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Free Press: ACT’s regular bulletin

20 August 2018

ACT Forces Winston’s Hand on Māori seats

ACT’s Smaller Government Bill has forced Winston Peters to propose an amendment to a Labour MP's bill that would put the Māori seats to a referendum. Peters has been in Parliament for 40 years and the Māori seats have long been a so-called ‘bottom line’ for him. Now just a week after ACT revealed its detailed plan, he has finally decided to act. No wonder voters don’t trust him.

Coalition Makes the Case for Smaller Government Bill

Just over a week ago, ACT launched the Smaller Government Bill which would cut the number of MPs and ministers, and remove the Māori seats. The reaction has been overwhelmingly positive. Now even ACT’s political opponents are making the case for the Bill. Two cases of bloated government in just the last week make clear why the Smaller Government Bill is needed to roll back the state.

Bloated Government #1: What’s Kelvin Up To?

One of the new positions created after the election was the Crown-Māori Relations portfolio. Late last week, it came to light that its Minister, Kelvin Davis, has been without a job description for 10 months. If we don’t even know what a minister does, how are New Zealanders supposed to hold them to account? The Smaller Government Bill will rationalise the number of portfolios from 76 to 35, and restrict the number of high-paid ministers to 20. The result will be more accountability and more focus on actually solving problems.

Bloated Government #2: What Will Jones’ New Agency Achieve?

The coalition’s big idea for closing the so-called 'infrastructure gap' is a new government department. But if a new infrastructure agency is needed, what are the NZ Transport Agency, the Ministry of Transport, the Treasury’s National Infrastructure Unit, and local government for? Jones’ new quango simply adds to the alphabet soup of agencies responsible for delivering infrastructure. It’s wasteful and blurs the lines of responsibility. It will do nothing to deliver better infrastructure.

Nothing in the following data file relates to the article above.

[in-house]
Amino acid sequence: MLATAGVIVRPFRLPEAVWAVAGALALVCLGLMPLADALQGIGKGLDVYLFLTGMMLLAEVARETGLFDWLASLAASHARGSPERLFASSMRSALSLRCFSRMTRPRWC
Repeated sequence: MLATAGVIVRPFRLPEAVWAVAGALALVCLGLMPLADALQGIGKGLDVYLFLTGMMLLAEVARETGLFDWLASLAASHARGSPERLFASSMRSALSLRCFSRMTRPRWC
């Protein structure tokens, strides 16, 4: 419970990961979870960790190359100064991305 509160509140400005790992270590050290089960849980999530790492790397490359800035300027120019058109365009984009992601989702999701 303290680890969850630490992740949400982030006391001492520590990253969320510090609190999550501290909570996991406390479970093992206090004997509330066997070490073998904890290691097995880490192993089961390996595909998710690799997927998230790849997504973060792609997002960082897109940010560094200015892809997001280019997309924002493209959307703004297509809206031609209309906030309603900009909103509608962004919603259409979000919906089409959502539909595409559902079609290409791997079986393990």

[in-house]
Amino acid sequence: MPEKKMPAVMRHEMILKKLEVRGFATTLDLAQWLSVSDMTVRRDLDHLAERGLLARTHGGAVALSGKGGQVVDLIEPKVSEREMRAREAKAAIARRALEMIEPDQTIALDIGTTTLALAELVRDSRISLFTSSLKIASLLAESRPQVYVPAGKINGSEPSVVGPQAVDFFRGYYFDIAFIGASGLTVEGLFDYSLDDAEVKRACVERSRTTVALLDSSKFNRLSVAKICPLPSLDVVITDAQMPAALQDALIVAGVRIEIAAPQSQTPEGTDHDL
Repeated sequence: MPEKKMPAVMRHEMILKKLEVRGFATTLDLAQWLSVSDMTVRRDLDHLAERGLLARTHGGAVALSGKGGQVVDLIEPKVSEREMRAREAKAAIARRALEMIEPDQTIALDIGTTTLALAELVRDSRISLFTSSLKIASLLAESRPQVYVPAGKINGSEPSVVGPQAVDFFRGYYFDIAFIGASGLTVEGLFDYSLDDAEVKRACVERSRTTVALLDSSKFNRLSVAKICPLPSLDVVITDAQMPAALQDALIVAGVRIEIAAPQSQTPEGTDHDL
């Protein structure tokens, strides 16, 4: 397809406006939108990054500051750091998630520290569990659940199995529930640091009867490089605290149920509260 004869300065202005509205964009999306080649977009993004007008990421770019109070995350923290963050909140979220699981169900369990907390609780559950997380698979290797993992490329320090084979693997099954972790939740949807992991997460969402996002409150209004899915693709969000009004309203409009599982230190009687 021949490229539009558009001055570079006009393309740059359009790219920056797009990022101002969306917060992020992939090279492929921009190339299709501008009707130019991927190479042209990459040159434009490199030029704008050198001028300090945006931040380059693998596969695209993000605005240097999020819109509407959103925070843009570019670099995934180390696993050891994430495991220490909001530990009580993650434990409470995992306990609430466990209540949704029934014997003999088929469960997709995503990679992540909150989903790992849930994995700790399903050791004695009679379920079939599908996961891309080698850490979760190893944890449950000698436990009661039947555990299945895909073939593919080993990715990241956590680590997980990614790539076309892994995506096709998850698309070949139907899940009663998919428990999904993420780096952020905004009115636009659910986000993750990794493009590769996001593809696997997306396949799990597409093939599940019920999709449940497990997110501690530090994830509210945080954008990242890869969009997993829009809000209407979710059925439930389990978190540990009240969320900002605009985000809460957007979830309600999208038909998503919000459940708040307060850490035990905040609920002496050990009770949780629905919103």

Nutty Regulation #1: Plastic Bag Ban

The Greens’ nutty ban on single-use plastic bags is lose-lose. It will lead to worse economic outcomes: jobs lost, Kiwis having to buy higher-cost bags, and less convenience. And it will hurt the planet as people are forced to use bags that have a higher impact. Aside from virtue-signalling, it’s hard to see why this product has been singled out. It’s not the bags that are harming the environment, it’s the way people are using them. Besides, single-use plastic bags make up just 0.01 per cent of landfill waste. The Government should be focused on win-win policies that help both the environment and the economy, not lose-lose propositions that harm both.

Nutty Regulation #2: Foreign Home Buyer Ban

The foreign home buyer ban that passed last week will do nothing to help housing affordability. It was a rushed law. The Government was forced to backtrack on various occasions and make a number of exemptions. The law is again about virtue-signaling - showing that the Government is doing something, anything. Foreign buyers only make up 3 per cent of house sales - they don’t represent a big problem. And we need foreign money to build houses. The fact that foreign investors will now need to go through the cumbersome Overseas Investment Office process will discourage overseas capital from flowing in to build new houses. Not until we replace the vandalous Resource Management Act will we achieve more affordable houses.

Praise for Performance Pay

Two opinion pieces in the past few days have echoed ACT’s view that good teachers should be paid more. Damien Grant and John Roughan both point out we have an education system that doesn't reward excellence and protects the weakest teachers. Because of rigid union-imposed collective agreements the best teachers get paid the same as the worst. This has created a shortage of ambitious, high-quality teachers entering the profession. ACT would enable schools to opt out of union contracts giving them the flexibility to recognise great teachers by paying them more.


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